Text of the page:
Mangalore pub attack: Lessons India's civil society must heed
The violent attack on a group of women in a Mangalore pub by activists of the self-styled Sri Ram Sene who could not countenance such innocent revelry is to be condemned in the most unambiguous terms.india Updated: Jan 29, 2009 10:25 IST
The violent attack on a group of women in a Mangalore pub by activists of the self-styled Sri Ram Sene who could not countenance such innocent revelry is to be condemned in the most unambiguous terms. Ostensibly carried out to protect the ''morals'' of society and the ''honour'' of the women involved, the invocation of Hindu religion to justify the mob violence that included beating up the women and sexually molesting them is an act that ironically sullied the 'very idea' of India on the eve of the Republic Day celebrations on January 26.
The irony is further compounded by the kind of security cordon that had been put in place along Rajpath in New Delhi and other state capitals to prevent any kind of terrorist attack on the Republic Day parade which symbolizes the idea of the Republic and the values enshrined in the Constitution. After every major terrorist attack in India and most recently after the Mumbai attack of November 26, 2008, it is reiterated that what is being threatened is the 'idea' of India and the values it embodies. The latter include the commitment to liberal, secular principles and respect for the spirit and letter of the law of the land. Regrettably while the RDay parade itself in Delhi and other state capitals was conducted with no untoward incident - the idea of India was attacked from within - by one fringe of its own citizens.
However what is encouraging is the fact that all the major political parties and the Bharatiya Janata Party (BJP)- led government in Bangalore have distanced themselves from this dastardly act and the perpetrators have been arrested. What remains to be monitored by civil society is the speed and determination with which this act of pre-meditated violence is prosecuted and the degree to which the punishment awarded will serve as a deterrent to those of similar persuasion.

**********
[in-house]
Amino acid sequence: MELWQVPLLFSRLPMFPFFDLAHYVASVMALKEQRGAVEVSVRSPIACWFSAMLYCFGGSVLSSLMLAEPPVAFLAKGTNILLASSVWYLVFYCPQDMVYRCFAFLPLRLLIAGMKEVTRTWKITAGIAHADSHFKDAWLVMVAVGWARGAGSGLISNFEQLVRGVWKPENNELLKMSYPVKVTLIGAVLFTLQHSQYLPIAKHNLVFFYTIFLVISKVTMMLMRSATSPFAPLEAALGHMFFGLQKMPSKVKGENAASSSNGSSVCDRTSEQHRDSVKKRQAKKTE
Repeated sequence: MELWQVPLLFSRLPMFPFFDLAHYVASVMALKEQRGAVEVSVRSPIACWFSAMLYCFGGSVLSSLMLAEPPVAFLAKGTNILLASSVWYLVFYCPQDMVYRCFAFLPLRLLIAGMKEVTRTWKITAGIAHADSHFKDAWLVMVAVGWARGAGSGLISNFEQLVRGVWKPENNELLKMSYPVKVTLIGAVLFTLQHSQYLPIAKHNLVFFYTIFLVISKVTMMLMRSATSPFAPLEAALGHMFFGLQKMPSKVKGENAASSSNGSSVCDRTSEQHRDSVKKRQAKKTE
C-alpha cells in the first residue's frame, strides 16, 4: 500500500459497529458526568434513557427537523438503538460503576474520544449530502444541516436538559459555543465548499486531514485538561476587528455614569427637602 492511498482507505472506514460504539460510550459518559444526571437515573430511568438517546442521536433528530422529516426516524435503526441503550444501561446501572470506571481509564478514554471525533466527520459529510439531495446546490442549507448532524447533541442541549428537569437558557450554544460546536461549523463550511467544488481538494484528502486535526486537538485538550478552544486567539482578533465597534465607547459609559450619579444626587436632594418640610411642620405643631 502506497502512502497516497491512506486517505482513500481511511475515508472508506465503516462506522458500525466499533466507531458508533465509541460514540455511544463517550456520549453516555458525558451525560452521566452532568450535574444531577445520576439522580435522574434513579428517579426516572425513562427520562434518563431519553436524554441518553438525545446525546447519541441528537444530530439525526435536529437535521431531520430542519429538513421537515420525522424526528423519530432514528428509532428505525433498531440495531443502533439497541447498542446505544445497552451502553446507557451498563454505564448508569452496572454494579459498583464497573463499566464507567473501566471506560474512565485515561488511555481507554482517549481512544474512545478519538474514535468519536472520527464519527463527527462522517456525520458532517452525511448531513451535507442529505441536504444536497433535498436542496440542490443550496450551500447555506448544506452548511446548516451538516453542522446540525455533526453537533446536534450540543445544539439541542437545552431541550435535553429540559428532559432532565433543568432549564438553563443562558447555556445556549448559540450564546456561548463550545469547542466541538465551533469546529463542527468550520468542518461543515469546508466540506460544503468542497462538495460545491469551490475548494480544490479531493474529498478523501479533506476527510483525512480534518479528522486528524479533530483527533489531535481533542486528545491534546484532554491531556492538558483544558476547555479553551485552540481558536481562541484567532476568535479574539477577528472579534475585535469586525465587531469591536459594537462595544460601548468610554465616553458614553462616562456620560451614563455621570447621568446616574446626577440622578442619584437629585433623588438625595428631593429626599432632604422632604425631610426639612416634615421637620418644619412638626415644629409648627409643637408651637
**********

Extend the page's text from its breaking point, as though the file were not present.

The fact that India will soon move towards general elections imbues the Mangalore attack with the potential to be exploited for sectarian political advantage. It merits recall that the national president of the Sri Ram Sene, Pramod Mutalik, has claimed responsibility for the attack and has even gone to the extent of threatening similar action in the future if such acts - that is women going to pubs - is repeated. Mutalik added: "Sri Ram Sene will not sit silently, watching the attack on Hindu culture. (The) Sene will not apologise for what has happened in Mangalore."
Thus the gauntlet has been thrown to the Indian state and civil society - in Karnataka in the first instance. Will there be an approach of appeasement and obfuscation, as has happened in the past in Karnataka and elsewhere when faced with similar militant majoritarianism seeking shelter under distorted Hindu ideology? Karnataka and Orissa have been under a cloud after the attacks on Christians in 2008 and it is a matter of shame that the law has been applied diffidently and selectively in defending the values associated with a secular India.